Ogninana & Michael Masser Family Foundation and Waring International Piano Competition present Yi-Yang Chen in Review

Ogninana & Michael Masser Family Foundation and Waring International Piano Competition present Yi-Yang Chen in Review

Yi-Yang Chen, piano
Weill Hall at Carnegie Hall, New York, NY
October 18, 2017

 

The winner of the 2017 Virginia Waring International Piano Competition (www.vwipc.org) , twenty-seven-year old Yi-Yang Chen , was presented by the Ogninana & Michael Masser Family Foundation and the VWIPC in a recital at Weill Hall on October 18, 2017. The intermission-free program included works by Beethoven, Debussy, De Falla, Rachmaninoff, and a piece composed by Mr. Chen.

Yi-Yang Chen is currently the assistant professor of piano and music theory at East Tennessee State University. In addition to winning the VWIPC, Mr. Chen’s biography lists many other victories and prizes in a number of equally impressive competitions.

Before anything else, I must revisit one of my pet peeves, the omission of program notes. There seems to be a trend in omitting any program notes. I am not sure if this is a cost issue (saving money on printing fewer pages) or the thought that they are unnecessary and therefore there is no reason to write them. While in some instances this might be the case (as often performers are playing works that are so well-known that the average listener would be familiar with them), this trend is nonetheless disturbing to this reviewer. Even brief notes would enhance the listening experience. I will return to this issue later.

Mr. Chen opened with Beethoven’s Bagatelles, Op. 126. A bagatelle, by conventional definition is a trifle, a thing of little importance. In music, it may be assumed to be a work in a light style, but Beethoven’s Op. 126, among his later works, are no trifles. Intended to be played as a set, these six miniatures contain some of the most revelatory and profound music to be found in such crystalized form. Mr. Chen projected a keen awareness of this truth, but perhaps occasionally his very admiration of the pieces became an impediment, his approach sometimes growing a bit fussy or persnickety. The notes were all there – and Mr. Chen was unfailingly accurate – but the word “overthinking” came to mind. While there may be a discrepancy between the lightness of the term “Bagatelle” and the weighty nature of Beethoven’s distilled musical feeling in his late years, it may be best to let the pieces unfold more freely and spontaneously, letting the listener discover the depths.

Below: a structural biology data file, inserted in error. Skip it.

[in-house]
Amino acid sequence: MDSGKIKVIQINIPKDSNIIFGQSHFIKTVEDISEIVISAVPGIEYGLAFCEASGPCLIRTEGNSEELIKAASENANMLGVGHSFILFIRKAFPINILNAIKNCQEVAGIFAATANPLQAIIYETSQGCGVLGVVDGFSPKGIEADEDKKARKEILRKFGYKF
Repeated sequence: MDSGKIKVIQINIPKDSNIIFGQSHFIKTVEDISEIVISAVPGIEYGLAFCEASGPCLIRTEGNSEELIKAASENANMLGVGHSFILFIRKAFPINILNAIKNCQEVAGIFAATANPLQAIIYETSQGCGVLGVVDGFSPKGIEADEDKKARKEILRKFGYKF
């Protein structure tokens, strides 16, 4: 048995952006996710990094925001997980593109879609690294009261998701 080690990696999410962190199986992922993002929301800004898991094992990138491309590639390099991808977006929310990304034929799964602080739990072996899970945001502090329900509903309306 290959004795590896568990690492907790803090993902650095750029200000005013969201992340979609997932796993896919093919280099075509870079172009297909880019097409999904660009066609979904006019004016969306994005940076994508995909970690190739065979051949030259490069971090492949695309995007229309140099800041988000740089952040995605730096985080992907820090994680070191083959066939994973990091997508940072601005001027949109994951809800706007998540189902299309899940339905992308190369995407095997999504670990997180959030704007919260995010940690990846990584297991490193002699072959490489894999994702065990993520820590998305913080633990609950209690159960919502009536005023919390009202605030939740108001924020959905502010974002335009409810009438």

The Debussy works that followed, Étude 11 pour les arpèges composés and La Puerta Vino from the Préludes, Book II, were epiphanies. They glimmered with a wondrous radiance in a way that was completely natural. Mr. Chen seems to have an innate understanding for this music. It was some of the finest playing of Debussy this reviewer can recall hearing, either in concert or recordings, and the highlight of the evening for me.

Next was De Falla’s Fantasia Baetica. Written in 1919, it was commissioned by and dedicated to Arthur Rubinstein. It seemed appropriate that Mr. Chen should excel at playing De Falla, considering Debussy’s influence on De Falla, and Mr. Chen’s affinity for the former. He negotiated this difficult work with what appeared to be the greatest of ease. The passagework was sparkling, and the energy never flagging. Mr. Chen held the line and momentum throughout, challenges which many players struggle with in this work. It was an excellent performance.

Mr. Chen followed with his composition In Memoriam: Japan, March 11, 2011. The date refers to the cataclysmic earthquake and tsunami that struck Japan. There is obviously deep meaning in this event for Mr. Chen (as for the rest of the world), but it would have been both helpful and appropriate for some notes of explanation to be included. The titles of the two movements ( I. Twisting Path, II. Oblivion) were inexplicably missing from the program, but were included in some promotional materials. It opens with sledgehammer blows on the lowest A, which one would assume is the earthquake itself, some use of plucking strings inside the piano to create sounds similar to the koto, and other atmospheric effects using the inside of the instrument. There were moments in the second movement that were reminiscent of Janáček’s Sonata 1.X. 1905, “From the Street.” Unfortunately, if one strips away such random hints, there is little to inform the experience. The work is obviously programmatic, but one wanted further insights, lest one’s assumptions do a possible disservice to the composer and the performer.

Ending with Rachmaninoff’s bravura Sonata No. 2 in B-flat minor, Op. 36 (in the revised 1931 version), Mr. Chen’s was a powerhouse performance. This was not the cookie-cutter reading that one often hears from competition contestants. His bold, take-no-holds approach was all that one hopes for in this work. It is a high-risk proposition that demands a large technique, and Mr. Chen delivered. I’ve heard many performances of this sonata, and Mr. Chen’s ranks among the best. The audience rewarded Mr. Chen with a well-served standing ovation.

Yi-Yang Chen has the promise of enjoying a very successful career. I look forward to hearing him again in the future.